Maybin represents an immediate upgrade in left field after Rafael Ortega, Daniel Nava and Nick Buss served as a three-pronged platoon for the Angels throughout the 2016 season, but he will need to stay healthy for the investment to be worth it.

Maybin appeared in only 94 of 162 games last year because of wrist, shoulder, thumb and quad injuries, and he made just 95 appearances for the San Diego Padres in 2014.

But if Maybin staves off the medical woes and stays hot at the plate, the Angels could have a bargain on their hands as they try to return to the postseason for the first time since 2014. 


Stats courtesy of

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Wade Davis Contract Option to Be Picked Up by Royals: Latest Details, Reaction

Wade Davis has been one of the better closers in baseball over the past two seasons, and the Kansas City Royals are expected to make a prudent move to keep the 31-year-old in tow Thursday by picking up his $10 million club option for 2017.  

Today’s Knuckleball’s Jon Heyman first relayed news of the Royals’ decision to pick up Davis’ option. Jeffery Flanagan of confirmed that report. 

Davis has ranked among MLB’s more reliable relievers over the past two seasons—both of which have seen him earn All-Star nods. 

He was arguably the best reliever in baseball during the 2015 season, and the numbers back that up. Davis went 8-1 with a 0.94 ERA and 0.787 WHIP in 67.1 innings while recording 17 saves, and he kept opposing batters off balance to the tune of a .144 batting average.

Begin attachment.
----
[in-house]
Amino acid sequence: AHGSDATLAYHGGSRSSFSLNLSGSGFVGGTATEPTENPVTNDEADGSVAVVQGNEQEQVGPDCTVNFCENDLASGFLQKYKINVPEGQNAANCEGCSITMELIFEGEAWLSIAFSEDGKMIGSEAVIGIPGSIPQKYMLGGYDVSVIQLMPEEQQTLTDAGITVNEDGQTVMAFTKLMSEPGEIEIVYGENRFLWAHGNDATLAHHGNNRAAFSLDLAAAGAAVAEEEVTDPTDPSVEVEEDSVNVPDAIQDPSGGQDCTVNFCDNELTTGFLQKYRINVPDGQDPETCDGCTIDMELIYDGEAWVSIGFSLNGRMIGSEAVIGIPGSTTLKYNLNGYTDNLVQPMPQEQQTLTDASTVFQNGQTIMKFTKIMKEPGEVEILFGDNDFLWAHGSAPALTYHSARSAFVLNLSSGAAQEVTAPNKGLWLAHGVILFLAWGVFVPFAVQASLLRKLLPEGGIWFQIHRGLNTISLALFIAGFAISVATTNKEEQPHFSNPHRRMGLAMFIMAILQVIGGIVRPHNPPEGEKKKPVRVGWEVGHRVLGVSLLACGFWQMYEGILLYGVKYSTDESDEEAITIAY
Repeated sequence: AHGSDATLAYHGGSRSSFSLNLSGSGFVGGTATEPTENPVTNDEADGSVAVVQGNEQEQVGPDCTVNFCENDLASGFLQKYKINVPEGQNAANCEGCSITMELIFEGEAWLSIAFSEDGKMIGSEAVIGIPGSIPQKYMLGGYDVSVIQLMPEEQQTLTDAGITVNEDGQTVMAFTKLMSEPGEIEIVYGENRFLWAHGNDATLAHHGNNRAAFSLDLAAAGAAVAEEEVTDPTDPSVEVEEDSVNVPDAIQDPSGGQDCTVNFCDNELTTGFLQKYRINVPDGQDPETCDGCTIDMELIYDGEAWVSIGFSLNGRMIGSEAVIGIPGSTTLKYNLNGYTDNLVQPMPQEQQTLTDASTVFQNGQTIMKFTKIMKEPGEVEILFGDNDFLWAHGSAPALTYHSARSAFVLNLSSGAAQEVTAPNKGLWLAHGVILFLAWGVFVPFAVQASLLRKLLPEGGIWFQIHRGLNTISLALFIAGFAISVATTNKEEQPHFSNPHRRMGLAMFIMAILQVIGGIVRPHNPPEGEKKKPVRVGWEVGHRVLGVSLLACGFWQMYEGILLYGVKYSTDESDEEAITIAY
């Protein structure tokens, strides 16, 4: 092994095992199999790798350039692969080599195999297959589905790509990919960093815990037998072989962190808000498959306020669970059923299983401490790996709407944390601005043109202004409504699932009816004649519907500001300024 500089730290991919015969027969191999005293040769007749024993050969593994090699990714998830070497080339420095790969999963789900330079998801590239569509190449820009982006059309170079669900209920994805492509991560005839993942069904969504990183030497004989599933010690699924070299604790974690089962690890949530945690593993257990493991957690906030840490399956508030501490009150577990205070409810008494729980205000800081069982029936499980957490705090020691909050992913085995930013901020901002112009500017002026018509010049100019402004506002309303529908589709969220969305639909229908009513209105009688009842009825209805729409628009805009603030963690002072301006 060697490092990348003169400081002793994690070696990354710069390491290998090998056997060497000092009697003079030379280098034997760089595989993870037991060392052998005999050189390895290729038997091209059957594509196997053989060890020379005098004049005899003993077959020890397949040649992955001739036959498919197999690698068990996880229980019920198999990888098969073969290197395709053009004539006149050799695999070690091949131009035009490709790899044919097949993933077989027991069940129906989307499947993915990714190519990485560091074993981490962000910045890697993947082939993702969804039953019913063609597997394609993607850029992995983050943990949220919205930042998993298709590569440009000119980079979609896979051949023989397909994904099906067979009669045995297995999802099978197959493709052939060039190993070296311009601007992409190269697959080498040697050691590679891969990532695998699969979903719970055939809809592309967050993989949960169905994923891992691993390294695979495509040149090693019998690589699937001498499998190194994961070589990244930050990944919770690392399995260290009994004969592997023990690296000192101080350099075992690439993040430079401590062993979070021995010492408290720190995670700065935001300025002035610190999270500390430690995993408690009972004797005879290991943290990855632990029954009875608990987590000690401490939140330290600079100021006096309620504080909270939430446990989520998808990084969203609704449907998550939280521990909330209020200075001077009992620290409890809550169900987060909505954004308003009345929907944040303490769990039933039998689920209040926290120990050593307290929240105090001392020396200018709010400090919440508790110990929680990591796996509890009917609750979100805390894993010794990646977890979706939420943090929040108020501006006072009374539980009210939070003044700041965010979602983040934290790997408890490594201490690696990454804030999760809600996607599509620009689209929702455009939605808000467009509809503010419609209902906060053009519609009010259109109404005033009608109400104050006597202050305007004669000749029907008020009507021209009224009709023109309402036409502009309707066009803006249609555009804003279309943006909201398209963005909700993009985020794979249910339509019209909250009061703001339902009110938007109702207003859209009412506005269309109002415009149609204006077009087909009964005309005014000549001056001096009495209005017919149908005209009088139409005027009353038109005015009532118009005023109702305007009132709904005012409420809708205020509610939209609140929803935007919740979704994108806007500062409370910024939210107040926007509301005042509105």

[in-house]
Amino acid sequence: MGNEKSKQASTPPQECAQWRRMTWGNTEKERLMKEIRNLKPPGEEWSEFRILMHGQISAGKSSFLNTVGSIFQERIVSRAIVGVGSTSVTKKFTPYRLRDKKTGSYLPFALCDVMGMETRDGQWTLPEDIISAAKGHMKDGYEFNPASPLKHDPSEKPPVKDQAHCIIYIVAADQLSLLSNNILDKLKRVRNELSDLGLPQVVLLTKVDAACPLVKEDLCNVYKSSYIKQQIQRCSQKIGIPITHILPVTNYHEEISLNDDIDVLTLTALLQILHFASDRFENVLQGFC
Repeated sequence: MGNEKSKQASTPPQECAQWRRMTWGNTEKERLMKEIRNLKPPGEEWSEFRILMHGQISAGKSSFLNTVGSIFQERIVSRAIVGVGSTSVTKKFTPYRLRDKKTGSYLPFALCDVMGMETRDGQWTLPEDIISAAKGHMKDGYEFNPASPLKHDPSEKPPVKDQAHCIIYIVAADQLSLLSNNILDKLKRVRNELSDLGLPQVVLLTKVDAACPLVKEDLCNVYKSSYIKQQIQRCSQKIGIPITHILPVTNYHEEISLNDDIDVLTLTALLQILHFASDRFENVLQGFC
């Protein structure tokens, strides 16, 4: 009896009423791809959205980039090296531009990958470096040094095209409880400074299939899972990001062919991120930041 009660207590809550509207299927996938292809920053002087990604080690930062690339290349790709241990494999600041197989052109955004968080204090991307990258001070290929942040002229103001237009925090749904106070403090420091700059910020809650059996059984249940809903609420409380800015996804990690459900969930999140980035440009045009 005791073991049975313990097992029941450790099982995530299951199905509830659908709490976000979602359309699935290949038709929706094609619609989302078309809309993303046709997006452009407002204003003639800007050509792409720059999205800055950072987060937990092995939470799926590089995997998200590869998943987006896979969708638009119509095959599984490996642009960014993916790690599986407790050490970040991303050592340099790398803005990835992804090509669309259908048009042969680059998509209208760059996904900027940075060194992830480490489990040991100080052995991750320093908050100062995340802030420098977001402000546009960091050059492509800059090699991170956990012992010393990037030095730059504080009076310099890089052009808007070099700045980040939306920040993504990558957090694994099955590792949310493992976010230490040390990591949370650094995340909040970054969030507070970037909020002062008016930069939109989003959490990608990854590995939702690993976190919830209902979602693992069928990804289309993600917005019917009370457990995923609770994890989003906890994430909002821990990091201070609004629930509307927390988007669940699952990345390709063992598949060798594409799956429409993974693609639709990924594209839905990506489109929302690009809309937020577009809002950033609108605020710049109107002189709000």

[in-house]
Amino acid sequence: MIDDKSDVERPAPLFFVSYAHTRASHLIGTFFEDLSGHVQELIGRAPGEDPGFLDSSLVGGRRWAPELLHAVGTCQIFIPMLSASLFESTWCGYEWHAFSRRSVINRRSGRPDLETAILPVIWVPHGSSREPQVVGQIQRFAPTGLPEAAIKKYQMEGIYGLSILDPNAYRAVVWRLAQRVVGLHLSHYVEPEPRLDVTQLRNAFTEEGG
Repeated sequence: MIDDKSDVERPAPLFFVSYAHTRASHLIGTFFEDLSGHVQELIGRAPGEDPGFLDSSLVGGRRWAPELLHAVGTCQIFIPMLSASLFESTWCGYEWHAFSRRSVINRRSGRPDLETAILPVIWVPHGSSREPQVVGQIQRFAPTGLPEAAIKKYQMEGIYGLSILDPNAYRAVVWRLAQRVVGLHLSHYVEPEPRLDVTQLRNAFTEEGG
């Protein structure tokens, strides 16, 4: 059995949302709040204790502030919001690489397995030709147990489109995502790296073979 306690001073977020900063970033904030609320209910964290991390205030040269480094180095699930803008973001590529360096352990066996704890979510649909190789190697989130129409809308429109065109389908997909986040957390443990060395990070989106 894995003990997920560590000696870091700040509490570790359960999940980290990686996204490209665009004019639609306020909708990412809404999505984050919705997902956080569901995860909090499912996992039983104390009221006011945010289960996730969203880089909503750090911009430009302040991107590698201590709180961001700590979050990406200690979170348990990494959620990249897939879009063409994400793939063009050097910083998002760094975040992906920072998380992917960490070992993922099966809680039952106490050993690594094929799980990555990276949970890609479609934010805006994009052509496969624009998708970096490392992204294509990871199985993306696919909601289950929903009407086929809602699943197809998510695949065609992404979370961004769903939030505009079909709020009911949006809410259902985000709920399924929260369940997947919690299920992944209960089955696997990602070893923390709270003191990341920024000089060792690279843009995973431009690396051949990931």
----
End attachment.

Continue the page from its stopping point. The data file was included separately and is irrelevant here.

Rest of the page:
Davis’ 2016 season wasn’t quite as prolific, namely because he missed a portion of July and all of August because of a right forearm strain. 

As a result, Davis was limited to 43.1 innings. During that stretch, he notched 27 saves, a 1.87 ERA, 1.131 WHIP, 47 strikeouts and 16 walks as opponents mustered a slash line of .210/.295/.242. 

Davis’ recurring forearm troubles over the past year could have given the Royals pause, since they had the option to buy out the final year of his deal for $2.5 million, but the way in which his workload has decreased ever since he shifted to a closing role should alleviate concerns. 

Since he’ll officially be under team control for one more season, the Royals will also have the option to dangle Davis as a trade chip should an offer surface that allows them to maximize the return on their investment.